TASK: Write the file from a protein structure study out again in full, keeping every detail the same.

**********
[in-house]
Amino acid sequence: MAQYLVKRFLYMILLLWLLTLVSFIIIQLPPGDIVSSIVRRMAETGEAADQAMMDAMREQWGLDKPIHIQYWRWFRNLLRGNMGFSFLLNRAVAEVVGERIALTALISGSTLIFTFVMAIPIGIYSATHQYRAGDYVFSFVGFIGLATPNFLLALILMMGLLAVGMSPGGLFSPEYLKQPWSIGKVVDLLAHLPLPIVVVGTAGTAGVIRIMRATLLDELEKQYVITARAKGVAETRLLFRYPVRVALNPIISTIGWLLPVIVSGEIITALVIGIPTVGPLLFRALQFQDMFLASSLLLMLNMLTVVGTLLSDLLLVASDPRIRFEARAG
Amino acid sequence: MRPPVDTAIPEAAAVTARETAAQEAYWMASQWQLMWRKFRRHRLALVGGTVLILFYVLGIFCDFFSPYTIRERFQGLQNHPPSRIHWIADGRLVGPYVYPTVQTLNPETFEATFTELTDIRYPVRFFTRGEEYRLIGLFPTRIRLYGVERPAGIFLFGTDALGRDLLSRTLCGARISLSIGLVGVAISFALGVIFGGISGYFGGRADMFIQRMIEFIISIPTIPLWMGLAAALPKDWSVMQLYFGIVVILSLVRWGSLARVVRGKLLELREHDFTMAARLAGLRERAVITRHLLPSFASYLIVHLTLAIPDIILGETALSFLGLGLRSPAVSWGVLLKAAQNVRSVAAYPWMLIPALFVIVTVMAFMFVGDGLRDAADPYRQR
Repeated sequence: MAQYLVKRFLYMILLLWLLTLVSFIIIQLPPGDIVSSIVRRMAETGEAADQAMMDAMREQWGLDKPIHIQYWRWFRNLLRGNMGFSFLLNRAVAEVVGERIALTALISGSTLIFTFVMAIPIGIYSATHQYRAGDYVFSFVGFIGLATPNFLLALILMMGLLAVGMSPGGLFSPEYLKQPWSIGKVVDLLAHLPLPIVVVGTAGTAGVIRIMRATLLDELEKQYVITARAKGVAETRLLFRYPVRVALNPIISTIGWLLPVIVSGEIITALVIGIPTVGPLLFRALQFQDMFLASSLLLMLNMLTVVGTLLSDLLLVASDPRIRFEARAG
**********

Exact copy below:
[in-house]
Amino acid sequence: MAQYLVKRFLYMILLLWLLTLVSFIIIQLPPGDIVSSIVRRMAETGEAADQAMMDAMREQWGLDKPIHIQYWRWFRNLLRGNMGFSFLLNRAVAEVVGERIALTALISGSTLIFTFVMAIPIGIYSATHQYRAGDYVFSFVGFIGLATPNFLLALILMMGLLAVGMSPGGLFSPEYLKQPWSIGKVVDLLAHLPLPIVVVGTAGTAGVIRIMRATLLDELEKQYVITARAKGVAETRLLFRYPVRVALNPIISTIGWLLPVIVSGEIITALVIGIPTVGPLLFRALQFQDMFLASSLLLMLNMLTVVGTLLSDLLLVASDPRIRFEARAG
Amino acid sequence: MRPPVDTAIPEAAAVTARETAAQEAYWMASQWQLMWRKFRRHRLALVGGTVLILFYVLGIFCDFFSPYTIRERFQGLQNHPPSRIHWIADGRLVGPYVYPTVQTLNPETFEATFTELTDIRYPVRFFTRGEEYRLIGLFPTRIRLYGVERPAGIFLFGTDALGRDLLSRTLCGARISLSIGLVGVAISFALGVIFGGISGYFGGRADMFIQRMIEFIISIPTIPLWMGLAAALPKDWSVMQLYFGIVVILSLVRWGSLARVVRGKLLELREHDFTMAARLAGLRERAVITRHLLPSFASYLIVHLTLAIPDIILGETALSFLGLGLRSPAVSWGVLLKAAQNVRSVAAYPWMLIPALFVIVTVMAFMFVGDGLRDAADPYRQR
Repeated sequence: MAQYLVKRFLYMILLLWLLTLVSFIIIQLPPGDIVSSIVRRMAETGEAADQAMMDAMREQWGLDKPIHIQYWRWFRNLLRGNMGFSFLLNRAVAEVVGERIALTALISGSTLIFTFVMAIPIGIYSATHQYRAGDYVFSFVGFIGLATPNFLLALILMMGLLAVGMSPGGLFSPEYLKQPWSIGKVVDLLAHLPLPIVVVGTAGTAGVIRIMRATLLDELEKQYVITARAKGVAETRLLFRYPVRVALNPIISTIGWLLPVIVSGEIITALVIGIPTVGPLLFRALQFQDMFLASSLLLMLNMLTVVGTLLSDLLLVASDPRIRFEARAG